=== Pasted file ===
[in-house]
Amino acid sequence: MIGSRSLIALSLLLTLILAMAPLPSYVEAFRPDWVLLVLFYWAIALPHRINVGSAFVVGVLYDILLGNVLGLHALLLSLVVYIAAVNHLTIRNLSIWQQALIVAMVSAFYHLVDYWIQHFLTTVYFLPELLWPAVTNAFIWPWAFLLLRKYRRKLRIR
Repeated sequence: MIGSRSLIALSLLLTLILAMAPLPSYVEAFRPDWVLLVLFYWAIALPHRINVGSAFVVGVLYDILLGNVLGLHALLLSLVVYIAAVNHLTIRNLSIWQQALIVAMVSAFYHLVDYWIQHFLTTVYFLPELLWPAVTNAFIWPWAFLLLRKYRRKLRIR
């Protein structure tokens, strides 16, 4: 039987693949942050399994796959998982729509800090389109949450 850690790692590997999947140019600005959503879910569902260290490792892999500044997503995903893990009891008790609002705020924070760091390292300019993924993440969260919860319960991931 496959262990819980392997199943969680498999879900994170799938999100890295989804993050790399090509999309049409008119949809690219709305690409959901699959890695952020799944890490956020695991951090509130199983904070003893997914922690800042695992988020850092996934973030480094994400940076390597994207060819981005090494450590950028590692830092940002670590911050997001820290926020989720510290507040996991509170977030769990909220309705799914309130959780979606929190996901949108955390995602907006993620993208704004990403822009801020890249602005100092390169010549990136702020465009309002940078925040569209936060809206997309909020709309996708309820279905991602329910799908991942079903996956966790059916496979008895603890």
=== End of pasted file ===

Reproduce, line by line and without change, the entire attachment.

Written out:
[in-house]
Amino acid sequence: MIGSRSLIALSLLLTLILAMAPLPSYVEAFRPDWVLLVLFYWAIALPHRINVGSAFVVGVLYDILLGNVLGLHALLLSLVVYIAAVNHLTIRNLSIWQQALIVAMVSAFYHLVDYWIQHFLTTVYFLPELLWPAVTNAFIWPWAFLLLRKYRRKLRIR
Repeated sequence: MIGSRSLIALSLLLTLILAMAPLPSYVEAFRPDWVLLVLFYWAIALPHRINVGSAFVVGVLYDILLGNVLGLHALLLSLVVYIAAVNHLTIRNLSIWQQALIVAMVSAFYHLVDYWIQHFLTTVYFLPELLWPAVTNAFIWPWAFLLLRKYRRKLRIR
């Protein structure tokens, strides 16, 4: 039987693949942050399994796959998982729509800090389109949450 850690790692590997999947140019600005959503879910569902260290490792892999500044997503995903893990009891008790609002705020924070760091390292300019993924993440969260919860319960991931 496959262990819980392997199943969680498999879900994170799938999100890295989804993050790399090509999309049409008119949809690219709305690409959901699959890695952020799944890490956020695991951090509130199983904070003893997914922690800042695992988020850092996934973030480094994400940076390597994207060819981005090494450590950028590692830092940002670590911050997001820290926020989720510290507040996991509170977030769990909220309705799914309130959780979606929190996901949108955390995602907006993620993208704004990403822009801020890249602005100092390169010549990136702020465009309002940078925040569209936060809206997309909020709309996708309820279905991602329910799908991942079903996956966790059916496979008895603890």